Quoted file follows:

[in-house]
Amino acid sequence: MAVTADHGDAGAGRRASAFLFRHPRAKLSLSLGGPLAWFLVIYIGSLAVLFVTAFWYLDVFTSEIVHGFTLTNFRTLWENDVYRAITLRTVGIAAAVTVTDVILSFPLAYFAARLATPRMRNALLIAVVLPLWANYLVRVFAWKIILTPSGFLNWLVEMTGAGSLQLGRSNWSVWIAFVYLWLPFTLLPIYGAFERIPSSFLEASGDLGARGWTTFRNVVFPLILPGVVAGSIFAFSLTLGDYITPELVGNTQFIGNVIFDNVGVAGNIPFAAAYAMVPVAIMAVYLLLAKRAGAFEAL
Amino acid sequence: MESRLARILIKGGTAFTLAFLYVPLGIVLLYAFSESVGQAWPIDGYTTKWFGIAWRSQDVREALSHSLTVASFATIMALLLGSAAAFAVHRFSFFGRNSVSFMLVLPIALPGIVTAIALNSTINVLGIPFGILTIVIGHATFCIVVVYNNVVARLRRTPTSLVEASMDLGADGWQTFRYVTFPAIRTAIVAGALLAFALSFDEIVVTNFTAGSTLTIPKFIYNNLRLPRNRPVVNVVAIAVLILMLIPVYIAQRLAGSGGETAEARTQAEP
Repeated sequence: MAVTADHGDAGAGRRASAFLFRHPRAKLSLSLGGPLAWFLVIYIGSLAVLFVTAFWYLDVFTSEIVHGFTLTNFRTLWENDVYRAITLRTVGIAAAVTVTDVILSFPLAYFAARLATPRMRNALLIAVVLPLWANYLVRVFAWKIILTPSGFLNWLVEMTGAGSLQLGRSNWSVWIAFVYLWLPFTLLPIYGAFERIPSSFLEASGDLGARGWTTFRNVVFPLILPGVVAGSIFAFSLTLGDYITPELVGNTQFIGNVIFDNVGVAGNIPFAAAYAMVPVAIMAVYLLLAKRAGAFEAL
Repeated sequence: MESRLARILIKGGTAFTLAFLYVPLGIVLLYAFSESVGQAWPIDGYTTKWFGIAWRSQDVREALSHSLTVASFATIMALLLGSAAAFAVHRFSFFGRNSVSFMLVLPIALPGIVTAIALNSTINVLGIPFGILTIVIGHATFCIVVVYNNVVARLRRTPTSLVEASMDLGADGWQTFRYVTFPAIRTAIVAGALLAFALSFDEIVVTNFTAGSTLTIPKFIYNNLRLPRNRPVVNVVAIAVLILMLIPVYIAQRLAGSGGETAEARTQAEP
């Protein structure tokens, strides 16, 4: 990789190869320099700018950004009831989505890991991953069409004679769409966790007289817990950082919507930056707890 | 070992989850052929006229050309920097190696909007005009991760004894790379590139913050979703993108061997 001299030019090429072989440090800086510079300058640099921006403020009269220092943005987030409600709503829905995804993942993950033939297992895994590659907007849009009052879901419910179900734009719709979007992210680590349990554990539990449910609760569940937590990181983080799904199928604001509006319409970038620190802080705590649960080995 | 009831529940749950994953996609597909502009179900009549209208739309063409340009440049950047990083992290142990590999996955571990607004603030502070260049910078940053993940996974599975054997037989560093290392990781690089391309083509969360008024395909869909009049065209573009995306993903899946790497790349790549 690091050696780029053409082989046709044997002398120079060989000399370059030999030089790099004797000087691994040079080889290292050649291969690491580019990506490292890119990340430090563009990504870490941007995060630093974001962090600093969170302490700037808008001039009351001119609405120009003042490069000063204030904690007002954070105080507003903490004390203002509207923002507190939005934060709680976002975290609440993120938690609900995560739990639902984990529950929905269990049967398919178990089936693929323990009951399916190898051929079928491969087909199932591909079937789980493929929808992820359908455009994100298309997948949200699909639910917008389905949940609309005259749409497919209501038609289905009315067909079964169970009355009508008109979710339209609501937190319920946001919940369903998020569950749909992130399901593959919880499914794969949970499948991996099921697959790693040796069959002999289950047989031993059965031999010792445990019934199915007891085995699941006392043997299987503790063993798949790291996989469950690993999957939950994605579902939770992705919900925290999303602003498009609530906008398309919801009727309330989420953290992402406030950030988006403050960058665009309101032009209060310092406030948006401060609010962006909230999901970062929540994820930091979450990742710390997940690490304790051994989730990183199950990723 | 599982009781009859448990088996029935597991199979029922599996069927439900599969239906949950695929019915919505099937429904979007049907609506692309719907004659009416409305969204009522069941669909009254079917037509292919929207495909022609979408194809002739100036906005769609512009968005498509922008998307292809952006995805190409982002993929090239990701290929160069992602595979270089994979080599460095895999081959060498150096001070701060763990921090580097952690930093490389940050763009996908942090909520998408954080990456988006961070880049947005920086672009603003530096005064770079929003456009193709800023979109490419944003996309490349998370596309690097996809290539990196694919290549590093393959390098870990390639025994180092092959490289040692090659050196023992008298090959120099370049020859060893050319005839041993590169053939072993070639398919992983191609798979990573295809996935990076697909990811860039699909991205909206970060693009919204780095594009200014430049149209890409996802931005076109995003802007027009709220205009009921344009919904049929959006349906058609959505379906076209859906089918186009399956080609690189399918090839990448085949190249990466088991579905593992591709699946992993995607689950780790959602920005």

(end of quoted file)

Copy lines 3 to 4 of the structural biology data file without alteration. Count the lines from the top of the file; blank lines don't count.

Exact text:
Amino acid sequence: MESRLARILIKGGTAFTLAFLYVPLGIVLLYAFSESVGQAWPIDGYTTKWFGIAWRSQDVREALSHSLTVASFATIMALLLGSAAAFAVHRFSFFGRNSVSFMLVLPIALPGIVTAIALNSTINVLGIPFGILTIVIGHATFCIVVVYNNVVARLRRTPTSLVEASMDLGADGWQTFRYVTFPAIRTAIVAGALLAFALSFDEIVVTNFTAGSTLTIPKFIYNNLRLPRNRPVVNVVAIAVLILMLIPVYIAQRLAGSGGETAEARTQAEP
Repeated sequence: MAVTADHGDAGAGRRASAFLFRHPRAKLSLSLGGPLAWFLVIYIGSLAVLFVTAFWYLDVFTSEIVHGFTLTNFRTLWENDVYRAITLRTVGIAAAVTVTDVILSFPLAYFAARLATPRMRNALLIAVVLPLWANYLVRVFAWKIILTPSGFLNWLVEMTGAGSLQLGRSNWSVWIAFVYLWLPFTLLPIYGAFERIPSSFLEASGDLGARGWTTFRNVVFPLILPGVVAGSIFAFSLTLGDYITPELVGNTQFIGNVIFDNVGVAGNIPFAAAYAMVPVAIMAVYLLLAKRAGAFEAL